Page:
Slight rubbing wear to covers, binding and text like new.
An Eighth Day View:
This remarkably clear and comprehensive account of empirical knowledge will be valuable to all students of epistemology and philosophy. The author begins from an explanationist analysis of knowing--a belief counts as knowledge if, and only if, its truth enters into the best explanation for its being held. Defending common sense and scientific realism within the explanationist framework, Alan Goldman provides a new foundational approach to justification. The view that emerges is broadly empiricist, counteracting the recently dominant trend that rejects that framework entirely.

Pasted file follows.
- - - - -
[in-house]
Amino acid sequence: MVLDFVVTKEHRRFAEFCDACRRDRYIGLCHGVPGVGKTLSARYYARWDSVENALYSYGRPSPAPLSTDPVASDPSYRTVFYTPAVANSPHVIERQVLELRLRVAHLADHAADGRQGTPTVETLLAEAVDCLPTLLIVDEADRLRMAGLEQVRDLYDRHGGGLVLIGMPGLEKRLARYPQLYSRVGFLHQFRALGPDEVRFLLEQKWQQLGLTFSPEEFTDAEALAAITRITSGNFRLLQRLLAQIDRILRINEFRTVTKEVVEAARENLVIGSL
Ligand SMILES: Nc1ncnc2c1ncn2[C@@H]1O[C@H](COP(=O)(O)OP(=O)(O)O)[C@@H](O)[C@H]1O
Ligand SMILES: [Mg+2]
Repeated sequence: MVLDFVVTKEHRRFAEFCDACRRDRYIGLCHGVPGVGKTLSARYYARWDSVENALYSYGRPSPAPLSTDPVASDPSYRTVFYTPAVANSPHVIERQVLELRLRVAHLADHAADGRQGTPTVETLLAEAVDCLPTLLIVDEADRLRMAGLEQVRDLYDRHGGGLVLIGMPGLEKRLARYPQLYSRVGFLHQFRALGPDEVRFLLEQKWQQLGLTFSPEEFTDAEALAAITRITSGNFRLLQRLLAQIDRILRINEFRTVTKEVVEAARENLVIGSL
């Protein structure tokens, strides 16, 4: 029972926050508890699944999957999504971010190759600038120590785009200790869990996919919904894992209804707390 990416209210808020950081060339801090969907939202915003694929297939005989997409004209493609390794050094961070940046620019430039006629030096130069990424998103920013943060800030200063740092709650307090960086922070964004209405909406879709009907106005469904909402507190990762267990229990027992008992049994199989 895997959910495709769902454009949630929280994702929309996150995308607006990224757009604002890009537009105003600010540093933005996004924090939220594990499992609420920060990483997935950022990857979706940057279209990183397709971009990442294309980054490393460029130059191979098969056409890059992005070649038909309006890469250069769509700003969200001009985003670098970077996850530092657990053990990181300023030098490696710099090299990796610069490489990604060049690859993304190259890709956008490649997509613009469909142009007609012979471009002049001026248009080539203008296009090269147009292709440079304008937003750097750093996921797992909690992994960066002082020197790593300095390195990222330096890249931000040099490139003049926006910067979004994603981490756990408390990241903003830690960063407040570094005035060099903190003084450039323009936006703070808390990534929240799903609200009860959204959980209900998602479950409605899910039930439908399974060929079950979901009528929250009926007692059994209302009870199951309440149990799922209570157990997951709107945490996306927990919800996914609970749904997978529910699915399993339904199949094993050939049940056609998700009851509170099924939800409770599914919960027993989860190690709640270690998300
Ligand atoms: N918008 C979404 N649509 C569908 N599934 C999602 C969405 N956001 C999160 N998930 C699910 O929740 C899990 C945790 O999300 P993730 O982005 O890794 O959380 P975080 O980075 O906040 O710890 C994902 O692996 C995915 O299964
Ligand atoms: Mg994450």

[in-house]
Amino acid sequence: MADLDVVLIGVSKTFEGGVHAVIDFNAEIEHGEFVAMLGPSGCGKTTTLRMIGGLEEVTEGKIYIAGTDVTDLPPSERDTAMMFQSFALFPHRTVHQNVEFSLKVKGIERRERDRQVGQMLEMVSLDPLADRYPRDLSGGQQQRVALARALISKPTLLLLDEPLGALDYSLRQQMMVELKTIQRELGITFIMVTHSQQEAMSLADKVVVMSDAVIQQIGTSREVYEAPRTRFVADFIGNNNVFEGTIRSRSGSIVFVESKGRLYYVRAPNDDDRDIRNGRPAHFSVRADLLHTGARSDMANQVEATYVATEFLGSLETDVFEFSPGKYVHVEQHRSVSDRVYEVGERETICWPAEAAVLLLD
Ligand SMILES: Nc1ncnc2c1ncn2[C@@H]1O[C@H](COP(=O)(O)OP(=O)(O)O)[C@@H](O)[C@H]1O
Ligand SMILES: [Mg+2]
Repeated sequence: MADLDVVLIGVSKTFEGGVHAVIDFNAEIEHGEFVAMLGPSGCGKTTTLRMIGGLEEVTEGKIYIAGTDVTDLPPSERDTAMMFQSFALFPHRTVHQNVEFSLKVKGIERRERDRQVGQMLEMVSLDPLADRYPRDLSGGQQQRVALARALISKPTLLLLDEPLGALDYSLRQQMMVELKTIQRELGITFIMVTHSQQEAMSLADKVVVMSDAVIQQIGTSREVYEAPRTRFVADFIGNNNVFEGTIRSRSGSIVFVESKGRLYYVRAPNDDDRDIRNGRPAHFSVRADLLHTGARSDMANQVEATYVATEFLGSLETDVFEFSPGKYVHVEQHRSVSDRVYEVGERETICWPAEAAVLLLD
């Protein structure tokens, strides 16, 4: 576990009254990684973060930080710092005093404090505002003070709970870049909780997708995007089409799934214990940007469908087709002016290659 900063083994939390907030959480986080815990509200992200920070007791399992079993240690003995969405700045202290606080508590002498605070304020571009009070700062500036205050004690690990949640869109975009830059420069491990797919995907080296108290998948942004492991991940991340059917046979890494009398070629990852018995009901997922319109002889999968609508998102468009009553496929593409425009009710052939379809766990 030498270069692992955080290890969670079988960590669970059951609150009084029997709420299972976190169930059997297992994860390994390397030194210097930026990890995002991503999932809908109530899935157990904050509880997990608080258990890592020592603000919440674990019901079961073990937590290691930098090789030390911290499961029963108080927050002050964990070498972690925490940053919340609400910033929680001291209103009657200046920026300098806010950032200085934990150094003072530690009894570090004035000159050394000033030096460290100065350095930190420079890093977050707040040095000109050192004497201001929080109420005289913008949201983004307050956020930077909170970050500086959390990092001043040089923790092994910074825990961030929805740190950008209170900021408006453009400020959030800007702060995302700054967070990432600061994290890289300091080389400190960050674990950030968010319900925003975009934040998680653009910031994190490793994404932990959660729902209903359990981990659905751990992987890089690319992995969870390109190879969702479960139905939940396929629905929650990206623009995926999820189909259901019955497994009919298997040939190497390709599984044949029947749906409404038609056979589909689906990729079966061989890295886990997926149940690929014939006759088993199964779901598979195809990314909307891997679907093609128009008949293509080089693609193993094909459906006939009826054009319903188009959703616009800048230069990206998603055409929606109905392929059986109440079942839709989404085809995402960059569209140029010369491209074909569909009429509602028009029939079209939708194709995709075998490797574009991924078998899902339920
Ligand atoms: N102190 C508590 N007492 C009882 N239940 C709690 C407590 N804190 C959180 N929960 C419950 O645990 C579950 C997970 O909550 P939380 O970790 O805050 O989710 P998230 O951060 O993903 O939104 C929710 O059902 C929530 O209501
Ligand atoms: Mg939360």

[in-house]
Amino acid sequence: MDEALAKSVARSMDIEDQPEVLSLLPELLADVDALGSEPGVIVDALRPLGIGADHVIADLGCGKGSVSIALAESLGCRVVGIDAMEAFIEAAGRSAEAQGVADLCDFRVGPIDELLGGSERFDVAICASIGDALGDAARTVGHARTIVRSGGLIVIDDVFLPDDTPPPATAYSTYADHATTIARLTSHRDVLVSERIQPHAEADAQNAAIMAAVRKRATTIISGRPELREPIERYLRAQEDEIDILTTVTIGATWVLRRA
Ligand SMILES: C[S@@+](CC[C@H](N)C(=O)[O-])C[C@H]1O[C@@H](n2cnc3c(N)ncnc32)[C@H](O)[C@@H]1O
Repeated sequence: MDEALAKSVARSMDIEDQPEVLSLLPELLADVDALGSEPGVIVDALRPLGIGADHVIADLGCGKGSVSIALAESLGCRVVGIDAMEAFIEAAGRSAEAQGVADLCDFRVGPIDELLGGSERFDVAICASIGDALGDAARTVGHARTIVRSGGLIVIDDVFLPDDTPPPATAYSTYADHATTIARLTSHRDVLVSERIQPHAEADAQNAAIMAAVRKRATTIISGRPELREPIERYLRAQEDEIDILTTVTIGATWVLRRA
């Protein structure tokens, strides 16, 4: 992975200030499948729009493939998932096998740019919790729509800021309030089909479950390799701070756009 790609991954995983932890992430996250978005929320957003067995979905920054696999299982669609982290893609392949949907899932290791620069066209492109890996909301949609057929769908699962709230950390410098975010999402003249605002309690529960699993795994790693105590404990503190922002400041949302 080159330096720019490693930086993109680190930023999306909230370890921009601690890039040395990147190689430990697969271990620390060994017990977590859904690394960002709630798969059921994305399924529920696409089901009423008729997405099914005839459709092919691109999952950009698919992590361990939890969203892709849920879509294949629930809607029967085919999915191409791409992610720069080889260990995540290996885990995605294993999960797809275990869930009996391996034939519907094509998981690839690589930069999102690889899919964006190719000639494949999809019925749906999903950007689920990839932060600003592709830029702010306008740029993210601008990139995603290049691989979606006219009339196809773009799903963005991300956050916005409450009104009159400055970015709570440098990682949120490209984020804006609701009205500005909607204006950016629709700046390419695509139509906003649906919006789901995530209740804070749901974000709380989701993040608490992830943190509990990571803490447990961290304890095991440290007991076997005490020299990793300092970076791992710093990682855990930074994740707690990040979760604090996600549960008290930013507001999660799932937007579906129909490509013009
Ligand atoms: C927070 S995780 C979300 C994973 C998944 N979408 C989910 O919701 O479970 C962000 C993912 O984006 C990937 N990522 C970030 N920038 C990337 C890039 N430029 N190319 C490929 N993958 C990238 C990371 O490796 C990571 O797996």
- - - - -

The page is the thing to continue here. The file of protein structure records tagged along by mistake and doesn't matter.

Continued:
Topics treated include the Gettier problem, the nature of explanation and inductive inference, the justification of foundations for knowledge in terms of inference to the best explanation, the possibility of realist interpretations of contemporary science, reference (as it bears on recent antirealist arguments), and the relations between empirical psychology and epistemology. Professor Goldman defends the need for a foundational theory of justification and presents a version that refutes standard criticisms of that doctrine. His defense of realism takes into account contemporary advances in semantics and philosophy of science. It attempts to clarify the kinds of skeptical argument the philosopher must take seriously, without succumbing to them. While recent epistemology has tended to dismiss the traditional foundational approach, it has not provided a suitable alternative. Goldman breaks new ground by adapting that approach within his explanationist, inductive theory.